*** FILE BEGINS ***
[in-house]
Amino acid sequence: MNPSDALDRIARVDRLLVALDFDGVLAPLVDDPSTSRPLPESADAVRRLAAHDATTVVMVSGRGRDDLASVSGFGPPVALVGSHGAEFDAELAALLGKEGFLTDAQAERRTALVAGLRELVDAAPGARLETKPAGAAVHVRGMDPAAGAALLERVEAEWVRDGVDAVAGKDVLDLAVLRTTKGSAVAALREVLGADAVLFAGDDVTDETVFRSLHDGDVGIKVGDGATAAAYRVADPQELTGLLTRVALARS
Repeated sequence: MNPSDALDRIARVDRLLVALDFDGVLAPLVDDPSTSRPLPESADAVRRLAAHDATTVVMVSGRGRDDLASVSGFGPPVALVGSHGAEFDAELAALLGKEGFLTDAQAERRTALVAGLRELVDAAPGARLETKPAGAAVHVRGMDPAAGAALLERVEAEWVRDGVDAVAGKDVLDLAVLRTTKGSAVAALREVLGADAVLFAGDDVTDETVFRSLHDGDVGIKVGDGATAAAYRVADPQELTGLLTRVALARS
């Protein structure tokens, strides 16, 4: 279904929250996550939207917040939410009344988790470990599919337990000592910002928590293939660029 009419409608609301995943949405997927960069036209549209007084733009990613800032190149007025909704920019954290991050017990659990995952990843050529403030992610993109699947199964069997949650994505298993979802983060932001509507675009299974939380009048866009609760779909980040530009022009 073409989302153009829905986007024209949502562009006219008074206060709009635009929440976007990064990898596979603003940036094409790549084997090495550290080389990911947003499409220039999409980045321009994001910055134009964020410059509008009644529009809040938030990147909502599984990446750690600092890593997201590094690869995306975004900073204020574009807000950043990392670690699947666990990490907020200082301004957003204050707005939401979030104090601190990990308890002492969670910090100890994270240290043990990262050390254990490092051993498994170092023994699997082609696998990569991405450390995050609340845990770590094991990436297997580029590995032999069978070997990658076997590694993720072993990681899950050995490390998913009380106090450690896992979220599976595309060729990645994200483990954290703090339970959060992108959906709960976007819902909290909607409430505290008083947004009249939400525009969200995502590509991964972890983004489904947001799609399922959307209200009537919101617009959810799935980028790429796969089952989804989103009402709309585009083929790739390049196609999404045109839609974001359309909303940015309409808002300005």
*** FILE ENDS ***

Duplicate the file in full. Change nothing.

[in-house]
Amino acid sequence: MNPSDALDRIARVDRLLVALDFDGVLAPLVDDPSTSRPLPESADAVRRLAAHDATTVVMVSGRGRDDLASVSGFGPPVALVGSHGAEFDAELAALLGKEGFLTDAQAERRTALVAGLRELVDAAPGARLETKPAGAAVHVRGMDPAAGAALLERVEAEWVRDGVDAVAGKDVLDLAVLRTTKGSAVAALREVLGADAVLFAGDDVTDETVFRSLHDGDVGIKVGDGATAAAYRVADPQELTGLLTRVALARS
Repeated sequence: MNPSDALDRIARVDRLLVALDFDGVLAPLVDDPSTSRPLPESADAVRRLAAHDATTVVMVSGRGRDDLASVSGFGPPVALVGSHGAEFDAELAALLGKEGFLTDAQAERRTALVAGLRELVDAAPGARLETKPAGAAVHVRGMDPAAGAALLERVEAEWVRDGVDAVAGKDVLDLAVLRTTKGSAVAALREVLGADAVLFAGDDVTDETVFRSLHDGDVGIKVGDGATAAAYRVADPQELTGLLTRVALARS
């Protein structure tokens, strides 16, 4: 279904929250996550939207917040939410009344988790470990599919337990000592910002928590293939660029 009419409608609301995943949405997927960069036209549209007084733009990613800032190149007025909704920019954290991050017990659990995952990843050529403030992610993109699947199964069997949650994505298993979802983060932001509507675009299974939380009048866009609760779909980040530009022009 073409989302153009829905986007024209949502562009006219008074206060709009635009929440976007990064990898596979603003940036094409790549084997090495550290080389990911947003499409220039999409980045321009994001910055134009964020410059509008009644529009809040938030990147909502599984990446750690600092890593997201590094690869995306975004900073204020574009807000950043990392670690699947666990990490907020200082301004957003204050707005939401979030104090601190990990308890002492969670910090100890994270240290043990990262050390254990490092051993498994170092023994699997082609696998990569991405450390995050609340845990770590094991990436297997580029590995032999069978070997990658076997590694993720072993990681899950050995490390998913009380106090450690896992979220599976595309060729990645994200483990954290703090339970959060992108959906709960976007819902909290909607409430505290008083947004009249939400525009969200995502590509991964972890983004489904947001799609399922959307209200009537919101617009959810799935980028790429796969089952989804989103009402709309585009083929790739390049196609999404045109839609974001359309909303940015309409808002300005």